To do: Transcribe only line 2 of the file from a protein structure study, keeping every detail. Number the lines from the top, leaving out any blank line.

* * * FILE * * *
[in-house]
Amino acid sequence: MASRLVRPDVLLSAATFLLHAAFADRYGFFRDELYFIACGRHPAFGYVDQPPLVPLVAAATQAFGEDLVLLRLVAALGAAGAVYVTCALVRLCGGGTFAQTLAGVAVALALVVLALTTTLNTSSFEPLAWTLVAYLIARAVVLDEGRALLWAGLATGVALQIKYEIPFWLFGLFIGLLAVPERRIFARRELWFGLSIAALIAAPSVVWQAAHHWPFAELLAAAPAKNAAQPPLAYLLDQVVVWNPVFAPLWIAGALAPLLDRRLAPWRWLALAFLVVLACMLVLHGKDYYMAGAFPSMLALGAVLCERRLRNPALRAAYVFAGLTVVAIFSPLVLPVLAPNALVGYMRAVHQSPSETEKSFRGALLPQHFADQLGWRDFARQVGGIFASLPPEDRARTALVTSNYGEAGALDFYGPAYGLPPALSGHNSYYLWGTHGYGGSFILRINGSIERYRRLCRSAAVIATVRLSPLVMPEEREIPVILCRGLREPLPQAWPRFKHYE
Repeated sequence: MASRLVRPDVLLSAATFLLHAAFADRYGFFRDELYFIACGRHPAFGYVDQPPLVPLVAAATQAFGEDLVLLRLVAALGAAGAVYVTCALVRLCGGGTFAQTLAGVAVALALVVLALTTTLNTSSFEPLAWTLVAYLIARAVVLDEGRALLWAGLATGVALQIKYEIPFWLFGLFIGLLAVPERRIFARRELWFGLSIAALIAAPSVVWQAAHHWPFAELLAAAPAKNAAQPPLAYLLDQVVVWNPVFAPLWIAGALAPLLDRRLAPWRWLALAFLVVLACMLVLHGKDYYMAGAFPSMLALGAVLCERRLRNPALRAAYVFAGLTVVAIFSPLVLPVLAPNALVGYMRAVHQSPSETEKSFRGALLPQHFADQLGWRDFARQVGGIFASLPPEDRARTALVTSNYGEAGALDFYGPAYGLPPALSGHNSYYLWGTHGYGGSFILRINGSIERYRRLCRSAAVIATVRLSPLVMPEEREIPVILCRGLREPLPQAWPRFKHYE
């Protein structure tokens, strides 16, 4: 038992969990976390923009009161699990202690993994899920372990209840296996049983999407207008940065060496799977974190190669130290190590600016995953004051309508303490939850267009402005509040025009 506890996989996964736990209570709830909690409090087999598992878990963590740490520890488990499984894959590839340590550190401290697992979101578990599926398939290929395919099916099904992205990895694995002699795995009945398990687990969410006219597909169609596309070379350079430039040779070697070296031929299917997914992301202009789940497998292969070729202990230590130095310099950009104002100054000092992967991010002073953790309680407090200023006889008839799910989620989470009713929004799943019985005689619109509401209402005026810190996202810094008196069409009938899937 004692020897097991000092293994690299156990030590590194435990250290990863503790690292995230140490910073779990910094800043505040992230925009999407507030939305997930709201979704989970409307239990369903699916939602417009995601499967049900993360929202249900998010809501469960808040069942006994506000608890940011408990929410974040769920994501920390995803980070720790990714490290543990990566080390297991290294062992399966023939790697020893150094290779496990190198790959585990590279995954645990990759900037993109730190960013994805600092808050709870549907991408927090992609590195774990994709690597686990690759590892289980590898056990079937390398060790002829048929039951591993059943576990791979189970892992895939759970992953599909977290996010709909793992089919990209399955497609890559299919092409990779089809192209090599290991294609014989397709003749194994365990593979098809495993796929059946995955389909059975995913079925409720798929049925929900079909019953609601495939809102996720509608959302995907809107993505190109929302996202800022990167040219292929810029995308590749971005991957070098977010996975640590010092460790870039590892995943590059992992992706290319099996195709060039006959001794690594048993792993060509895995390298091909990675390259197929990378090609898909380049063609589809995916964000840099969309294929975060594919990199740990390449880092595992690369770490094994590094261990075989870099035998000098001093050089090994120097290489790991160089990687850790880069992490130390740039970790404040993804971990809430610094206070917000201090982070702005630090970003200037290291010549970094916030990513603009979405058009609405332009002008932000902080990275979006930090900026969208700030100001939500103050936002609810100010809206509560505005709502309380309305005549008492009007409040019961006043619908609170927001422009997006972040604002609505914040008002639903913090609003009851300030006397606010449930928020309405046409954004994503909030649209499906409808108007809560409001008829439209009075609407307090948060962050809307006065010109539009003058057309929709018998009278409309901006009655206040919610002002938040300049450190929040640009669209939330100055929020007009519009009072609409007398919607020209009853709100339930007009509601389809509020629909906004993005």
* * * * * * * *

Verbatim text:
Amino acid sequence: MASRLVRPDVLLSAATFLLHAAFADRYGFFRDELYFIACGRHPAFGYVDQPPLVPLVAAATQAFGEDLVLLRLVAALGAAGAVYVTCALVRLCGGGTFAQTLAGVAVALALVVLALTTTLNTSSFEPLAWTLVAYLIARAVVLDEGRALLWAGLATGVALQIKYEIPFWLFGLFIGLLAVPERRIFARRELWFGLSIAALIAAPSVVWQAAHHWPFAELLAAAPAKNAAQPPLAYLLDQVVVWNPVFAPLWIAGALAPLLDRRLAPWRWLALAFLVVLACMLVLHGKDYYMAGAFPSMLALGAVLCERRLRNPALRAAYVFAGLTVVAIFSPLVLPVLAPNALVGYMRAVHQSPSETEKSFRGALLPQHFADQLGWRDFARQVGGIFASLPPEDRARTALVTSNYGEAGALDFYGPAYGLPPALSGHNSYYLWGTHGYGGSFILRINGSIERYRRLCRSAAVIATVRLSPLVMPEEREIPVILCRGLREPLPQAWPRFKHYE